Wonderful termite architecture

Bt Jason Goldman ( image : Philip Morton)
ಲೇಖಕರು: ಸಾಯಿಲ್‌ ವಾಸು

Termite Mound : Some of the best-known soil architects are the mound-building termites of Africa, Australia and South America.
These termites aren’t so different from all the other termites of the world, except that they adorn their underground nests with elaborate, above-ground mounds, constructed entirely from soil.
The mounds contain a dense network of tunnels and conduits whose main purpose is to provide ventilation for the nest underneath. The tunnels are usually built by the working caste: sexually immature termites who are blind and wingless. As their name suggests, they’re the workers. They don’t protect the nest from invaders or predators (that’s the soldiers) and they don’t get to have sex (that’s the reproductive caste). They may not have much fun, but they are responsible for the magnificent mounds, some of which can reach more than thirty metres in diameter.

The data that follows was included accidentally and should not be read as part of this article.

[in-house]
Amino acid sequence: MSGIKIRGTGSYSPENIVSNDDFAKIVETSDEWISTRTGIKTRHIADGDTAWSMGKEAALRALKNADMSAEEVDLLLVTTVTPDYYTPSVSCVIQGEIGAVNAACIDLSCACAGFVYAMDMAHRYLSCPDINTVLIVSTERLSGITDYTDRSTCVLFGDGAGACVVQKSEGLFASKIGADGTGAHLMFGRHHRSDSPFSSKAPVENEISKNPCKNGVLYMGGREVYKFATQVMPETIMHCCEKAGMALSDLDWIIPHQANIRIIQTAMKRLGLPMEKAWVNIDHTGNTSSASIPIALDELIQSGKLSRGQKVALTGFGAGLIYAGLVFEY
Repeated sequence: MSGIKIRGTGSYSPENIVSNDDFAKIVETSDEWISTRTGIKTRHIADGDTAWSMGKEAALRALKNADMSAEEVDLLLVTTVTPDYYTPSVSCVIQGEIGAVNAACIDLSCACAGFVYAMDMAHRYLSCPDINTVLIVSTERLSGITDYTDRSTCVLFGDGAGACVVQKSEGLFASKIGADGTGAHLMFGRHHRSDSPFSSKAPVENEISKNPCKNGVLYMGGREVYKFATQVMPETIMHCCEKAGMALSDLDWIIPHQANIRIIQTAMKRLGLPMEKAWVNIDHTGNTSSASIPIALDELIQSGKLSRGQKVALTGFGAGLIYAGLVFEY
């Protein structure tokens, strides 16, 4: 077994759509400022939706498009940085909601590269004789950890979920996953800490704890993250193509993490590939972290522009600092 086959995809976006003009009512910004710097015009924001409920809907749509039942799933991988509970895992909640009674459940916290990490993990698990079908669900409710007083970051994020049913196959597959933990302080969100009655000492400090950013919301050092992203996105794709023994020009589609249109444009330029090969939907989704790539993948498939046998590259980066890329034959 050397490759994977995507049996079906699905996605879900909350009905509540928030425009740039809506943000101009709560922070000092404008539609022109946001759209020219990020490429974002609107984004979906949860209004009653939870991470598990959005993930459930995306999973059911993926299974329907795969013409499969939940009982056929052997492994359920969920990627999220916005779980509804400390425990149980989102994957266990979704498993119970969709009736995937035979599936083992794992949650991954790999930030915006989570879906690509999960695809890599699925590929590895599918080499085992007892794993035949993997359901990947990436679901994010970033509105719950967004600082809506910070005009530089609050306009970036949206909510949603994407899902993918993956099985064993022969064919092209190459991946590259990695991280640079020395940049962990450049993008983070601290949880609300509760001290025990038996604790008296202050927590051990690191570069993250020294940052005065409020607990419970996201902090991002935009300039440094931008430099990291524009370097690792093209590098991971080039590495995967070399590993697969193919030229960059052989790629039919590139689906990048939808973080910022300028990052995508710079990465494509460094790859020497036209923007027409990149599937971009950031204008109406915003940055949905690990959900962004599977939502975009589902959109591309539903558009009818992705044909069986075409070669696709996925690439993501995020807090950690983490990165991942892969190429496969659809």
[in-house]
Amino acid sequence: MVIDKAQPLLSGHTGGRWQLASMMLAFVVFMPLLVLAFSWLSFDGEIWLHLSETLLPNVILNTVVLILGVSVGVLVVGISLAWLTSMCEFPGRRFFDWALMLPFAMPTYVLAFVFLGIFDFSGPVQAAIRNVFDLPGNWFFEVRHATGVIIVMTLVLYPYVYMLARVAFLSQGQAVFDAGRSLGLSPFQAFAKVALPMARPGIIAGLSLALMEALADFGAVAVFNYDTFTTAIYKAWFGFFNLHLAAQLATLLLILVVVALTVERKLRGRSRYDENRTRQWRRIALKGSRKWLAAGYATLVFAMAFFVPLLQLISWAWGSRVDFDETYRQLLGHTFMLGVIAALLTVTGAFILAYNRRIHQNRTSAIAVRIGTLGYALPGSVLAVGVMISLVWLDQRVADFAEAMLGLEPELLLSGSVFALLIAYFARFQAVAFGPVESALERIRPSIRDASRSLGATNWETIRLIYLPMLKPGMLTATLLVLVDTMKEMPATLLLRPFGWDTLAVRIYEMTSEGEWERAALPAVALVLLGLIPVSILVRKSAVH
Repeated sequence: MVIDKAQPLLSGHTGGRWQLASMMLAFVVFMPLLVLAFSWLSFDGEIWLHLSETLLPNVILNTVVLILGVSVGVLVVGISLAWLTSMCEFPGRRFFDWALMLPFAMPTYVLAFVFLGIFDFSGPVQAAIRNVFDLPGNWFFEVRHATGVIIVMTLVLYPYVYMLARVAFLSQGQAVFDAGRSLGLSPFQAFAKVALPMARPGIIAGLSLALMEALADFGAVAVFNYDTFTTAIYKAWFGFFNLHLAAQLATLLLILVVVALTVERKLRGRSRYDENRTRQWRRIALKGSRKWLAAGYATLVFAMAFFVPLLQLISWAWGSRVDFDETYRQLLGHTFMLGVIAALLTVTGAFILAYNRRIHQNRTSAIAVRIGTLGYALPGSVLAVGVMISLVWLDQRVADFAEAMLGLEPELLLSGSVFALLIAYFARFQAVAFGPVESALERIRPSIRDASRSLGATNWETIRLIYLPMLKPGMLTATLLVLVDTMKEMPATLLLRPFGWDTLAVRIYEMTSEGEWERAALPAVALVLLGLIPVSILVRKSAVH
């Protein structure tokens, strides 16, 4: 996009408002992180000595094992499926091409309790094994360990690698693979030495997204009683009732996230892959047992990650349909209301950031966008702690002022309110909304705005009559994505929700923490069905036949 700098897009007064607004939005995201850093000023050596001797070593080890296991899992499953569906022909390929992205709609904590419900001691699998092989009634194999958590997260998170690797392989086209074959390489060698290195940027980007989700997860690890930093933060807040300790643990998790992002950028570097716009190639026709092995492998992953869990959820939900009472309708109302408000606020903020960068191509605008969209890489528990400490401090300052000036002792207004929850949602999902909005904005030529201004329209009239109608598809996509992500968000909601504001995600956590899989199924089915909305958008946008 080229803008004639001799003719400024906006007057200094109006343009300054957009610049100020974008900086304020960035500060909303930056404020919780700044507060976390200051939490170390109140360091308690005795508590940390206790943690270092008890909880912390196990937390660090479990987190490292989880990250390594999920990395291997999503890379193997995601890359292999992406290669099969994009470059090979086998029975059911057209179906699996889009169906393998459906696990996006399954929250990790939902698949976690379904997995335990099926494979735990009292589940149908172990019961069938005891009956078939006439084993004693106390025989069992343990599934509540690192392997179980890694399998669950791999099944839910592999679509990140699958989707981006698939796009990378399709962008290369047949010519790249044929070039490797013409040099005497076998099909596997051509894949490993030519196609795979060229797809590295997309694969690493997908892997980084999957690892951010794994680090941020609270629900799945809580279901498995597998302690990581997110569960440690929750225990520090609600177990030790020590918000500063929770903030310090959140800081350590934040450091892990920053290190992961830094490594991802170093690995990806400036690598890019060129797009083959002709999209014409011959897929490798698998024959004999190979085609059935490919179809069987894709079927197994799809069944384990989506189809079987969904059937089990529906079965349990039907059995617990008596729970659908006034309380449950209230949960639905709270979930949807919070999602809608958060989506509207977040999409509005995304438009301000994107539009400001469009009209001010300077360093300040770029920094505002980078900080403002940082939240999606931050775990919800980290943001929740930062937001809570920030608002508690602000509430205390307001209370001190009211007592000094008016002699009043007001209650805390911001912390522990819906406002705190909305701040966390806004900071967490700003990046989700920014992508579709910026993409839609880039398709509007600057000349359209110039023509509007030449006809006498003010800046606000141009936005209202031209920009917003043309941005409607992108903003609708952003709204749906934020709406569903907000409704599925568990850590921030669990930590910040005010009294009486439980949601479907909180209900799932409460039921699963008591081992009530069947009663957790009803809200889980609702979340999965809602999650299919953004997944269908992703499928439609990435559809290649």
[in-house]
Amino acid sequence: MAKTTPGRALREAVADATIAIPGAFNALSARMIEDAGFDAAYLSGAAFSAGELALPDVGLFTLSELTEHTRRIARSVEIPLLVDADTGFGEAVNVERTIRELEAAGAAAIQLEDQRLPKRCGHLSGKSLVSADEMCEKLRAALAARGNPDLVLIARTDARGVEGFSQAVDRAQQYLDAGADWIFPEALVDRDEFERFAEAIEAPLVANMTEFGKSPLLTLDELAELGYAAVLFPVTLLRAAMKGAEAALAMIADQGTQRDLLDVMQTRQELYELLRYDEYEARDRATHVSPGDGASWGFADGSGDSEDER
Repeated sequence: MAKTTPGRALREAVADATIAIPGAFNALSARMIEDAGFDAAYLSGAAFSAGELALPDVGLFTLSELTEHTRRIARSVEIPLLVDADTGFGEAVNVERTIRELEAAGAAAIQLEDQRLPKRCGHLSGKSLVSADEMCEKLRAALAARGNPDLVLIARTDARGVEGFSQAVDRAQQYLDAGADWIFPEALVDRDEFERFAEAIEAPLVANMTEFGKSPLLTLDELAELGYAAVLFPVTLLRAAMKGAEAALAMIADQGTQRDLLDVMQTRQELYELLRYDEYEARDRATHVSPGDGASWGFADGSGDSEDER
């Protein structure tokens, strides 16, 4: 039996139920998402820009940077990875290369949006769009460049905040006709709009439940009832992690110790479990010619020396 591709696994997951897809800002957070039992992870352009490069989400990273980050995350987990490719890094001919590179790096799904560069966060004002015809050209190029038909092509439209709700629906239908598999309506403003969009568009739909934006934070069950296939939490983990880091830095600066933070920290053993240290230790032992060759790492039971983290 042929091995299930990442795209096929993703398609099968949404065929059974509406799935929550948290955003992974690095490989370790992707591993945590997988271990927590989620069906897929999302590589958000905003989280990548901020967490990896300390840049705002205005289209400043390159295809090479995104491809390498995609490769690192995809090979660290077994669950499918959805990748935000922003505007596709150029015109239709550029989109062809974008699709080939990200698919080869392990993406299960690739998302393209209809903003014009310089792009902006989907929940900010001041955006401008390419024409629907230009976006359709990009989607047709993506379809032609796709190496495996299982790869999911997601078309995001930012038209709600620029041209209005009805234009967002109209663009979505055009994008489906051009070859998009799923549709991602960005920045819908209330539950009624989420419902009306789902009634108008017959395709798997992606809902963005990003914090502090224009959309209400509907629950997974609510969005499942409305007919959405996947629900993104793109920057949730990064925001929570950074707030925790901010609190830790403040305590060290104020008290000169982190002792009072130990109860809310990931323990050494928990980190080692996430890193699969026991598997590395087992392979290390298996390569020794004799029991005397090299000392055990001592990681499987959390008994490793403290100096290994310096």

And the mounds aren’t just visually striking; they also contribute to maintaining the diversity of surrounding plant life. In Africa, clusters of mounds belonging to Macrotermes termites allow for tree islands to grow in the middle of grassy oceans. It’s thought this is in part because the termites, like earthworms, help dead plants to decompose and stir the organic matter into the soil. That makes the soil surrounding termite mounds more fertile than elsewhere.


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